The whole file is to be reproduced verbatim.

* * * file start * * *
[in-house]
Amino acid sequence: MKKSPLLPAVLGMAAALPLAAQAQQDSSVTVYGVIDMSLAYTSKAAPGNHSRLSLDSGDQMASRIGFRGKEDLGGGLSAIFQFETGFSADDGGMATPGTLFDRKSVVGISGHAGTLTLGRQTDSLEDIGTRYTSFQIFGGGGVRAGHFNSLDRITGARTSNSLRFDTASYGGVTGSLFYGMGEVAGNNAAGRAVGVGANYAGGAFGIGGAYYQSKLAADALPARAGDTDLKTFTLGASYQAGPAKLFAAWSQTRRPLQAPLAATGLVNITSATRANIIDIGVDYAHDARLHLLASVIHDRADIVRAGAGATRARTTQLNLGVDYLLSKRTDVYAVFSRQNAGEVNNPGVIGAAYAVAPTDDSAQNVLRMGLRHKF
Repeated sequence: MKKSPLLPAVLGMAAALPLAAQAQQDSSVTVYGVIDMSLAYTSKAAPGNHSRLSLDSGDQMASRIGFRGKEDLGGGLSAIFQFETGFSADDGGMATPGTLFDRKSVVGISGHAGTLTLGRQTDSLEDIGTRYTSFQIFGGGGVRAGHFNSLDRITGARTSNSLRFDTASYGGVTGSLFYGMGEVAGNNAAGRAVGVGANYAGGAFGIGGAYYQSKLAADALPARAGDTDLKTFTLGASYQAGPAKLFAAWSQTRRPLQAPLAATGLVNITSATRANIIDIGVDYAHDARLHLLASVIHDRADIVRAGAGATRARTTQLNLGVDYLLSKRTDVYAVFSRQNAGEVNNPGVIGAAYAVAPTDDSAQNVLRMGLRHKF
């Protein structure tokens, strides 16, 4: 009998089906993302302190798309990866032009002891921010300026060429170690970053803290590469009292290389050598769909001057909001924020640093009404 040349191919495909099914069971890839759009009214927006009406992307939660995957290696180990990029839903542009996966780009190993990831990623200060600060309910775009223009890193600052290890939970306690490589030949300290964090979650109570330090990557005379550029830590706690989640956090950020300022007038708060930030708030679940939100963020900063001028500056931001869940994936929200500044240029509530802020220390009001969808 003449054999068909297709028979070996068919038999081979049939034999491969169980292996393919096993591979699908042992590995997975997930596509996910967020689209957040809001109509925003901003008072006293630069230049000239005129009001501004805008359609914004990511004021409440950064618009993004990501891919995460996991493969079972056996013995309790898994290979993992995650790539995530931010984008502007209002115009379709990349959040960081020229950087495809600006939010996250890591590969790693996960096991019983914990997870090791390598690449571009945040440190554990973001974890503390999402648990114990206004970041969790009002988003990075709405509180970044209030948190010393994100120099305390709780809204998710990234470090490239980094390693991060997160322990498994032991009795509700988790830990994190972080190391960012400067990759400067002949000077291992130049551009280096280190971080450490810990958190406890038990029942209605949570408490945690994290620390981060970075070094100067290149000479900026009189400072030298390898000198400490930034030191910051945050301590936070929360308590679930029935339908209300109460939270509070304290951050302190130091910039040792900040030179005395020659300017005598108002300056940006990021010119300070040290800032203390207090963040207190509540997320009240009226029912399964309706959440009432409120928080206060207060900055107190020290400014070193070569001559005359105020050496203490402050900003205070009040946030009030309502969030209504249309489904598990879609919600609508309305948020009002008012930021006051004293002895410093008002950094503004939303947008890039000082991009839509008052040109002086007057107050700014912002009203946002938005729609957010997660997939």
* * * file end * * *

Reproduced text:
[in-house]
Amino acid sequence: MKKSPLLPAVLGMAAALPLAAQAQQDSSVTVYGVIDMSLAYTSKAAPGNHSRLSLDSGDQMASRIGFRGKEDLGGGLSAIFQFETGFSADDGGMATPGTLFDRKSVVGISGHAGTLTLGRQTDSLEDIGTRYTSFQIFGGGGVRAGHFNSLDRITGARTSNSLRFDTASYGGVTGSLFYGMGEVAGNNAAGRAVGVGANYAGGAFGIGGAYYQSKLAADALPARAGDTDLKTFTLGASYQAGPAKLFAAWSQTRRPLQAPLAATGLVNITSATRANIIDIGVDYAHDARLHLLASVIHDRADIVRAGAGATRARTTQLNLGVDYLLSKRTDVYAVFSRQNAGEVNNPGVIGAAYAVAPTDDSAQNVLRMGLRHKF
Repeated sequence: MKKSPLLPAVLGMAAALPLAAQAQQDSSVTVYGVIDMSLAYTSKAAPGNHSRLSLDSGDQMASRIGFRGKEDLGGGLSAIFQFETGFSADDGGMATPGTLFDRKSVVGISGHAGTLTLGRQTDSLEDIGTRYTSFQIFGGGGVRAGHFNSLDRITGARTSNSLRFDTASYGGVTGSLFYGMGEVAGNNAAGRAVGVGANYAGGAFGIGGAYYQSKLAADALPARAGDTDLKTFTLGASYQAGPAKLFAAWSQTRRPLQAPLAATGLVNITSATRANIIDIGVDYAHDARLHLLASVIHDRADIVRAGAGATRARTTQLNLGVDYLLSKRTDVYAVFSRQNAGEVNNPGVIGAAYAVAPTDDSAQNVLRMGLRHKF
């Protein structure tokens, strides 16, 4: 009998089906993302302190798309990866032009002891921010300026060429170690970053803290590469009292290389050598769909001057909001924020640093009404 040349191919495909099914069971890839759009009214927006009406992307939660995957290696180990990029839903542009996966780009190993990831990623200060600060309910775009223009890193600052290890939970306690490589030949300290964090979650109570330090990557005379550029830590706690989640956090950020300022007038708060930030708030679940939100963020900063001028500056931001869940994936929200500044240029509530802020220390009001969808 003449054999068909297709028979070996068919038999081979049939034999491969169980292996393919096993591979699908042992590995997975997930596509996910967020689209957040809001109509925003901003008072006293630069230049000239005129009001501004805008359609914004990511004021409440950064618009993004990501891919995460996991493969079972056996013995309790898994290979993992995650790539995530931010984008502007209002115009379709990349959040960081020229950087495809600006939010996250890591590969790693996960096991019983914990997870090791390598690449571009945040440190554990973001974890503390999402648990114990206004970041969790009002988003990075709405509180970044209030948190010393994100120099305390709780809204998710990234470090490239980094390693991060997160322990498994032991009795509700988790830990994190972080190391960012400067990759400067002949000077291992130049551009280096280190971080450490810990958190406890038990029942209605949570408490945690994290620390981060970075070094100067290149000479900026009189400072030298390898000198400490930034030191910051945050301590936070929360308590679930029935339908209300109460939270509070304290951050302190130091910039040792900040030179005395020659300017005598108002300056940006990021010119300070040290800032203390207090963040207190509540997320009240009226029912399964309706959440009432409120928080206060207060900055107190020290400014070193070569001559005359105020050496203490402050900003205070009040946030009030309502969030209504249309489904598990879609919600609508309305948020009002008012930021006051004293002895410093008002950094503004939303947008890039000082991009839509008052040109002086007057107050700014912002009203946002938005729609957010997660997939």